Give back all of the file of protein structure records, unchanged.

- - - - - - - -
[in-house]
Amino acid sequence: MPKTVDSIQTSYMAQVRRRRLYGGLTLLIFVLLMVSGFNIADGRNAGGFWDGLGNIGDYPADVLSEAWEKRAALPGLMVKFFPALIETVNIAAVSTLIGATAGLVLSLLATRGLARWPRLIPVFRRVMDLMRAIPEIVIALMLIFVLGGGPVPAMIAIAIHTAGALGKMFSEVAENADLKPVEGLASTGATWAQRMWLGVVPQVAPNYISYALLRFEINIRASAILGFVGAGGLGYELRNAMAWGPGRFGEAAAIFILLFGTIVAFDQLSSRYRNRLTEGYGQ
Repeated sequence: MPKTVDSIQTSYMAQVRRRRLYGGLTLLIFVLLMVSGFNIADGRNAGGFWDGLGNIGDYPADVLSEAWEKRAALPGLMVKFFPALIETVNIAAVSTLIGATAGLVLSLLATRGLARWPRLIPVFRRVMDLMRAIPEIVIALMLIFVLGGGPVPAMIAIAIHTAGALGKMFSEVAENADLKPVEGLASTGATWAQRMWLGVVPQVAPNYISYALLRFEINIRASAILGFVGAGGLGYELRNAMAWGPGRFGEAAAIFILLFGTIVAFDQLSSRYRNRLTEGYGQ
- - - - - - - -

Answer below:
[in-house]
Amino acid sequence: MPKTVDSIQTSYMAQVRRRRLYGGLTLLIFVLLMVSGFNIADGRNAGGFWDGLGNIGDYPADVLSEAWEKRAALPGLMVKFFPALIETVNIAAVSTLIGATAGLVLSLLATRGLARWPRLIPVFRRVMDLMRAIPEIVIALMLIFVLGGGPVPAMIAIAIHTAGALGKMFSEVAENADLKPVEGLASTGATWAQRMWLGVVPQVAPNYISYALLRFEINIRASAILGFVGAGGLGYELRNAMAWGPGRFGEAAAIFILLFGTIVAFDQLSSRYRNRLTEGYGQ
Repeated sequence: MPKTVDSIQTSYMAQVRRRRLYGGLTLLIFVLLMVSGFNIADGRNAGGFWDGLGNIGDYPADVLSEAWEKRAALPGLMVKFFPALIETVNIAAVSTLIGATAGLVLSLLATRGLARWPRLIPVFRRVMDLMRAIPEIVIALMLIFVLGGGPVPAMIAIAIHTAGALGKMFSEVAENADLKPVEGLASTGATWAQRMWLGVVPQVAPNYISYALLRFEINIRASAILGFVGAGGLGYELRNAMAWGPGRFGEAAAIFILLFGTIVAFDQLSSRYRNRLTEGYGQ